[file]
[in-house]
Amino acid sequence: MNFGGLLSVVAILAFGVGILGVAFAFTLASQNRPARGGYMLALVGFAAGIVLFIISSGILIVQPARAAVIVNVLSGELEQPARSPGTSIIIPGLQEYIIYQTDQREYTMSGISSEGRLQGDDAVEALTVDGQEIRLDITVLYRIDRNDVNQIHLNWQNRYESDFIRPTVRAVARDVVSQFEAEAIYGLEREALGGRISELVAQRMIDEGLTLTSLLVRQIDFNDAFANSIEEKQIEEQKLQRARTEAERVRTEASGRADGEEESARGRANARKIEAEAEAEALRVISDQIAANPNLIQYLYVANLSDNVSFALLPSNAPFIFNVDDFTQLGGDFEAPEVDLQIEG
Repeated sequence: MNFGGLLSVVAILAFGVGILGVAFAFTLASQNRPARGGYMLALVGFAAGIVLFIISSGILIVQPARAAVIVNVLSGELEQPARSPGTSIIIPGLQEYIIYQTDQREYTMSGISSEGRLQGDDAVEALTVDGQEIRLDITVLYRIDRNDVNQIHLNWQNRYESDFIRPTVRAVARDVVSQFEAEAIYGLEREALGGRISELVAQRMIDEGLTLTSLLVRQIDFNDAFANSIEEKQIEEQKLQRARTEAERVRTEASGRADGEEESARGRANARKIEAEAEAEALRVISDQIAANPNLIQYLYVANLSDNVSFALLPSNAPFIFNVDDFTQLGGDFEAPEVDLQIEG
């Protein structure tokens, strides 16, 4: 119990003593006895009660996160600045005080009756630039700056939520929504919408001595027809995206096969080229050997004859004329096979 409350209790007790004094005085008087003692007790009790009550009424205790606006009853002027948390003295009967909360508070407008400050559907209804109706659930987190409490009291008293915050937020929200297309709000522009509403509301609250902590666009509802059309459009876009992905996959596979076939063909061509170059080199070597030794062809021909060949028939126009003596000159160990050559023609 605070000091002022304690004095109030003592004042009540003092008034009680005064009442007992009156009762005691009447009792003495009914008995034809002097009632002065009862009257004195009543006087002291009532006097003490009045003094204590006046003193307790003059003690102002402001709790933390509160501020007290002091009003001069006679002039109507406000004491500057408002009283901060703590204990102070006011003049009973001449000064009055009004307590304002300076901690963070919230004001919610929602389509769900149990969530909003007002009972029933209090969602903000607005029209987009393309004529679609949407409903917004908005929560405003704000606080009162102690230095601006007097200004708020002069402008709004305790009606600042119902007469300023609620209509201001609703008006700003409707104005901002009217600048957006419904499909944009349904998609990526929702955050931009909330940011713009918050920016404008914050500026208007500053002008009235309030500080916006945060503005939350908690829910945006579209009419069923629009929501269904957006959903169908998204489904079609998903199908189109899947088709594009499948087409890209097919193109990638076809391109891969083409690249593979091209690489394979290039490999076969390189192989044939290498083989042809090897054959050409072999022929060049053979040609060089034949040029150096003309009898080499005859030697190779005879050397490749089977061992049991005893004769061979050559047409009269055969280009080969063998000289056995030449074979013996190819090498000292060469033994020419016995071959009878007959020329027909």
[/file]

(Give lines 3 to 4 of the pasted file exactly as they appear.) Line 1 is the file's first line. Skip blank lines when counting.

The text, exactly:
Repeated sequence: MNFGGLLSVVAILAFGVGILGVAFAFTLASQNRPARGGYMLALVGFAAGIVLFIISSGILIVQPARAAVIVNVLSGELEQPARSPGTSIIIPGLQEYIIYQTDQREYTMSGISSEGRLQGDDAVEALTVDGQEIRLDITVLYRIDRNDVNQIHLNWQNRYESDFIRPTVRAVARDVVSQFEAEAIYGLEREALGGRISELVAQRMIDEGLTLTSLLVRQIDFNDAFANSIEEKQIEEQKLQRARTEAERVRTEASGRADGEEESARGRANARKIEAEAEAEALRVISDQIAANPNLIQYLYVANLSDNVSFALLPSNAPFIFNVDDFTQLGGDFEAPEVDLQIEG
């Protein structure tokens, strides 16, 4: 119990003593006895009660996160600045005080009756630039700056939520929504919408001595027809995206096969080229050997004859004329096979 409350209790007790004094005085008087003692007790009790009550009424205790606006009853002027948390003295009967909360508070407008400050559907209804109706659930987190409490009291008293915050937020929200297309709000522009509403509301609250902590666009509802059309459009876009992905996959596979076939063909061509170059080199070597030794062809021909060949028939126009003596000159160990050559023609 605070000091002022304690004095109030003592004042009540003092008034009680005064009442007992009156009762005691009447009792003495009914008995034809002097009632002065009862009257004195009543006087002291009532006097003490009045003094204590006046003193307790003059003690102002402001709790933390509160501020007290002091009003001069006679002039109507406000004491500057408002009283901060703590204990102070006011003049009973001449000064009055009004307590304002300076901690963070919230004001919610929602389509769900149990969530909003007002009972029933209090969602903000607005029209987009393309004529679609949407409903917004908005929560405003704000606080009162102690230095601006007097200004708020002069402008709004305790009606600042119902007469300023609620209509201001609703008006700003409707104005901002009217600048957006419904499909944009349904998609990526929702955050931009909330940011713009918050920016404008914050500026208007500053002008009235309030500080916006945060503005939350908690829910945006579209009419069923629009929501269904957006959903169908998204489904079609998903199908189109899947088709594009499948087409890209097919193109990638076809391109891969083409690249593979091209690489394979290039490999076969390189192989044939290498083989042809090897054959050409072999022929060049053979040609060089034949040029150096003309009898080499005859030697190779005879050397490749089977061992049991005893004769061979050559047409009269055969280009080969063998000289056995030449074979013996190819090498000292060469033994020419016995071959009878007959020329027909």